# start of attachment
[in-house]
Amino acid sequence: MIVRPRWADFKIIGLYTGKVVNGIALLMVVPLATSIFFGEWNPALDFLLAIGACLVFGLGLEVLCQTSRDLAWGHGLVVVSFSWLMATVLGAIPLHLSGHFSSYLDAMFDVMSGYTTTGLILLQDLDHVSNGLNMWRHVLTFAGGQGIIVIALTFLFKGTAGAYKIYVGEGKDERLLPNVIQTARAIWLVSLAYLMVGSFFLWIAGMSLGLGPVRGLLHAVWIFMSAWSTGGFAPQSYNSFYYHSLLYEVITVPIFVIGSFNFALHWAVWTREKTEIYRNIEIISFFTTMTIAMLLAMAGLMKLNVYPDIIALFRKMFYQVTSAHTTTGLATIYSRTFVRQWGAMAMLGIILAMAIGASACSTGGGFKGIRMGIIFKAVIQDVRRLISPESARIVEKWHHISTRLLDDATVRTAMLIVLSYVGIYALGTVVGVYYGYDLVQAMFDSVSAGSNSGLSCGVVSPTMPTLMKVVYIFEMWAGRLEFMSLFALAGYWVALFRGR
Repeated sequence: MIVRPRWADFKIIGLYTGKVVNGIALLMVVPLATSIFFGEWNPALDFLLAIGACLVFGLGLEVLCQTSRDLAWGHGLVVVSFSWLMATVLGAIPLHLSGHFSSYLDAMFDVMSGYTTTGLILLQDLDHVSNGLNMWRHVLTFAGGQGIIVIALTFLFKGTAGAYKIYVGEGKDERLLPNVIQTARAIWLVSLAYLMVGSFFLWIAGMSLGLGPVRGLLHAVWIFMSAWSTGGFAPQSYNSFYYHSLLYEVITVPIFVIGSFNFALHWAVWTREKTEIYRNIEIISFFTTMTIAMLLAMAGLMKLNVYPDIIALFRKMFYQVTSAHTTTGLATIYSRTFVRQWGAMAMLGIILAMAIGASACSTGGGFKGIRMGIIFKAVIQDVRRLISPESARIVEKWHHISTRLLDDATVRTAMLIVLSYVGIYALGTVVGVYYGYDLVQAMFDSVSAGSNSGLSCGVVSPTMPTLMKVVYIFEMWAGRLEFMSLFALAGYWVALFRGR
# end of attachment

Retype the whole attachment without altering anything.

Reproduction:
[in-house]
Amino acid sequence: MIVRPRWADFKIIGLYTGKVVNGIALLMVVPLATSIFFGEWNPALDFLLAIGACLVFGLGLEVLCQTSRDLAWGHGLVVVSFSWLMATVLGAIPLHLSGHFSSYLDAMFDVMSGYTTTGLILLQDLDHVSNGLNMWRHVLTFAGGQGIIVIALTFLFKGTAGAYKIYVGEGKDERLLPNVIQTARAIWLVSLAYLMVGSFFLWIAGMSLGLGPVRGLLHAVWIFMSAWSTGGFAPQSYNSFYYHSLLYEVITVPIFVIGSFNFALHWAVWTREKTEIYRNIEIISFFTTMTIAMLLAMAGLMKLNVYPDIIALFRKMFYQVTSAHTTTGLATIYSRTFVRQWGAMAMLGIILAMAIGASACSTGGGFKGIRMGIIFKAVIQDVRRLISPESARIVEKWHHISTRLLDDATVRTAMLIVLSYVGIYALGTVVGVYYGYDLVQAMFDSVSAGSNSGLSCGVVSPTMPTLMKVVYIFEMWAGRLEFMSLFALAGYWVALFRGR
Repeated sequence: MIVRPRWADFKIIGLYTGKVVNGIALLMVVPLATSIFFGEWNPALDFLLAIGACLVFGLGLEVLCQTSRDLAWGHGLVVVSFSWLMATVLGAIPLHLSGHFSSYLDAMFDVMSGYTTTGLILLQDLDHVSNGLNMWRHVLTFAGGQGIIVIALTFLFKGTAGAYKIYVGEGKDERLLPNVIQTARAIWLVSLAYLMVGSFFLWIAGMSLGLGPVRGLLHAVWIFMSAWSTGGFAPQSYNSFYYHSLLYEVITVPIFVIGSFNFALHWAVWTREKTEIYRNIEIISFFTTMTIAMLLAMAGLMKLNVYPDIIALFRKMFYQVTSAHTTTGLATIYSRTFVRQWGAMAMLGIILAMAIGASACSTGGGFKGIRMGIIFKAVIQDVRRLISPESARIVEKWHHISTRLLDDATVRTAMLIVLSYVGIYALGTVVGVYYGYDLVQAMFDSVSAGSNSGLSCGVVSPTMPTLMKVVYIFEMWAGRLEFMSLFALAGYWVALFRGR